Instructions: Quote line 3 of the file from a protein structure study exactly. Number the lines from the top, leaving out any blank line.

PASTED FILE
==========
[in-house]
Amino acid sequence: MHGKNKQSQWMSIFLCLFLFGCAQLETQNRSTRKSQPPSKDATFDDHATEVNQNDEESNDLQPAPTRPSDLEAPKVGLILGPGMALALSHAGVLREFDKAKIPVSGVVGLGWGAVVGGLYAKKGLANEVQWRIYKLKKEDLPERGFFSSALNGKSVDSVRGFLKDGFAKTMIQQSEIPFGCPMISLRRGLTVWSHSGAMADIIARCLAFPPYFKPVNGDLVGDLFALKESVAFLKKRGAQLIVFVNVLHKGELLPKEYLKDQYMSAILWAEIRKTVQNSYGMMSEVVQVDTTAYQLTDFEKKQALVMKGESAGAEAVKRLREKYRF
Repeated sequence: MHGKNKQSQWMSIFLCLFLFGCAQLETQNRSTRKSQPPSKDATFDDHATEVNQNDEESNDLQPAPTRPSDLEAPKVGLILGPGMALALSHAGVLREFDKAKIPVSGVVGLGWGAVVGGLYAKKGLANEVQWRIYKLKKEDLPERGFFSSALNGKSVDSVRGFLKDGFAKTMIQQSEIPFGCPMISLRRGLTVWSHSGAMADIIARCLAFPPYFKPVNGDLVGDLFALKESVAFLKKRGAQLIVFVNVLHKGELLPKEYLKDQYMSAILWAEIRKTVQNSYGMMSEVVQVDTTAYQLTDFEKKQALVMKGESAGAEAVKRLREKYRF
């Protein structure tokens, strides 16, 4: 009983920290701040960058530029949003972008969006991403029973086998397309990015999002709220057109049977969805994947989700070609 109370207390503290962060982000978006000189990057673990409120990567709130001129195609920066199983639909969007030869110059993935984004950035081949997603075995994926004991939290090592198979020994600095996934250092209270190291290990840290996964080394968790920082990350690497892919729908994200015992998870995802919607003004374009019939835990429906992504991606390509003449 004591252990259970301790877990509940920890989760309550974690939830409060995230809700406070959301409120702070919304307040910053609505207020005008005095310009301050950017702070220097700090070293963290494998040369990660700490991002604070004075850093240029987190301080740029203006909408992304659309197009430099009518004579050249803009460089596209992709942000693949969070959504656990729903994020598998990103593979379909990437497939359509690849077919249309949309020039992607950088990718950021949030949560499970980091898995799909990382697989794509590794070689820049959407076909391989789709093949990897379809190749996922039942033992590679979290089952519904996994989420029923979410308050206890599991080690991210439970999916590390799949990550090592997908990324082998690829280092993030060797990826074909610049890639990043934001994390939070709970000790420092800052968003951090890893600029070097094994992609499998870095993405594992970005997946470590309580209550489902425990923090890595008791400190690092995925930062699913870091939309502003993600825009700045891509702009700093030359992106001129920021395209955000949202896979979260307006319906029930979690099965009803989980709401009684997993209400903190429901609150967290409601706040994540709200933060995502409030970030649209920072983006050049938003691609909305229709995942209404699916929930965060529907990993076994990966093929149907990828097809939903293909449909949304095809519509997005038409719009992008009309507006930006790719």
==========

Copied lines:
Repeated sequence: MHGKNKQSQWMSIFLCLFLFGCAQLETQNRSTRKSQPPSKDATFDDHATEVNQNDEESNDLQPAPTRPSDLEAPKVGLILGPGMALALSHAGVLREFDKAKIPVSGVVGLGWGAVVGGLYAKKGLANEVQWRIYKLKKEDLPERGFFSSALNGKSVDSVRGFLKDGFAKTMIQQSEIPFGCPMISLRRGLTVWSHSGAMADIIARCLAFPPYFKPVNGDLVGDLFALKESVAFLKKRGAQLIVFVNVLHKGELLPKEYLKDQYMSAILWAEIRKTVQNSYGMMSEVVQVDTTAYQLTDFEKKQALVMKGESAGAEAVKRLREKYRF